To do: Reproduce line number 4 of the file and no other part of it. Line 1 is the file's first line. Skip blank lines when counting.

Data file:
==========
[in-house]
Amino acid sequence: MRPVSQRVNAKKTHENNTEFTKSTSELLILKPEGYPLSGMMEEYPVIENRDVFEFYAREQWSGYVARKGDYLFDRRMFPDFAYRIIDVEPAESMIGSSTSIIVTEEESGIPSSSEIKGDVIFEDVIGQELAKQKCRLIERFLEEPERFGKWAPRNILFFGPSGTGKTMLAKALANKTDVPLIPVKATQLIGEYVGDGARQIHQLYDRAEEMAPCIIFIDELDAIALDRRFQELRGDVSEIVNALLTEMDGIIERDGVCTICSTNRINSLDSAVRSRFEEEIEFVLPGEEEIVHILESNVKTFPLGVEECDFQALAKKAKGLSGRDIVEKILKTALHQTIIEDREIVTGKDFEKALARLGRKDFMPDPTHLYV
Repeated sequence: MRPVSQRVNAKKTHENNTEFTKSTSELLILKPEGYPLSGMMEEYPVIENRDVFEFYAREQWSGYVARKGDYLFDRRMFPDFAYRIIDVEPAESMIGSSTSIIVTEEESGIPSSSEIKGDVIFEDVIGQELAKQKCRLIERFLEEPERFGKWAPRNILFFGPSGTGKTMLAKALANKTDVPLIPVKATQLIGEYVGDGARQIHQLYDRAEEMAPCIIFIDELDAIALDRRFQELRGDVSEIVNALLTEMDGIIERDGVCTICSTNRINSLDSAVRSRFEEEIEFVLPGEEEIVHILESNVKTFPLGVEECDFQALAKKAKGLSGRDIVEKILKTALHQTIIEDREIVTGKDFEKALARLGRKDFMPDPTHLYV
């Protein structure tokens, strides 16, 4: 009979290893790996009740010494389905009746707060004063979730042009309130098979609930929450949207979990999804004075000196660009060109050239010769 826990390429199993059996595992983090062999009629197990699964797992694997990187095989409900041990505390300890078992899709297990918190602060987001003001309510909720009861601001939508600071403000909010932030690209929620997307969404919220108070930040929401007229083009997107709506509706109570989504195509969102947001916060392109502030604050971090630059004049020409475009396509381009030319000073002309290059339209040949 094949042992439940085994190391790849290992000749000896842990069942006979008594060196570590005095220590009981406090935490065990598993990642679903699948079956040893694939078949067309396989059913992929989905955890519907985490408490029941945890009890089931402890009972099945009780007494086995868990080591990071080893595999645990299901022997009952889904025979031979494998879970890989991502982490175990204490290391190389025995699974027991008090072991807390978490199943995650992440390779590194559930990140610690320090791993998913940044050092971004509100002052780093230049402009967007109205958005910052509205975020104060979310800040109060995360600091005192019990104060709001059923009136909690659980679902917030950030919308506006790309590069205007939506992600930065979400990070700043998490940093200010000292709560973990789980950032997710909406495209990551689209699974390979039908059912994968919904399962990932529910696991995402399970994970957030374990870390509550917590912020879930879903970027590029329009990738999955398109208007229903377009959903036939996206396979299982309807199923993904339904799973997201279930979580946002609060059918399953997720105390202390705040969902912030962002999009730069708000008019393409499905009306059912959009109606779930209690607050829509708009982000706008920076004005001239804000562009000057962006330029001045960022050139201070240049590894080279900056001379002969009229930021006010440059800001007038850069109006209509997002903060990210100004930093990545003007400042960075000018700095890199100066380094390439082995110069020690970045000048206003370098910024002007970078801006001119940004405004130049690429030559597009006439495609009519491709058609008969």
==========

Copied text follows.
């Protein structure tokens, strides 16, 4: 009979290893790996009740010494389905009746707060004063979730042009309130098979609930929450949207979990999804004075000196660009060109050239010769 826990390429199993059996595992983090062999009629197990699964797992694997990187095989409900041990505390300890078992899709297990918190602060987001003001309510909720009861601001939508600071403000909010932030690209929620997307969404919220108070930040929401007229083009997107709506509706109570989504195509969102947001916060392109502030604050971090630059004049020409475009396509381009030319000073002309290059339209040949 094949042992439940085994190391790849290992000749000896842990069942006979008594060196570590005095220590009981406090935490065990598993990642679903699948079956040893694939078949067309396989059913992929989905955890519907985490408490029941945890009890089931402890009972099945009780007494086995868990080591990071080893595999645990299901022997009952889904025979031979494998879970890989991502982490175990204490290391190389025995699974027991008090072991807390978490199943995650992440390779590194559930990140610690320090791993998913940044050092971004509100002052780093230049402009967007109205958005910052509205975020104060979310800040109060995360600091005192019990104060709001059923009136909690659980679902917030950030919308506006790309590069205007939506992600930065979400990070700043998490940093200010000292709560973990789980950032997710909406495209990551689209699974390979039908059912994968919904399962990932529910696991995402399970994970957030374990870390509550917590912020879930879903970027590029329009990738999955398109208007229903377009959903036939996206396979299982309807199923993904339904799973997201279930979580946002609060059918399953997720105390202390705040969902912030962002999009730069708000008019393409499905009306059912959009109606779930209690607050829509708009982000706008920076004005001239804000562009000057962006330029001045960022050139201070240049590894080279900056001379002969009229930021006010440059800001007038850069109006209509997002903060990210100004930093990545003007400042960075000018700095890199100066380094390439082995110069020690970045000048206003370098910024002007970078801006001119940004405004130049690429030559597009006439495609009519491709058609008969």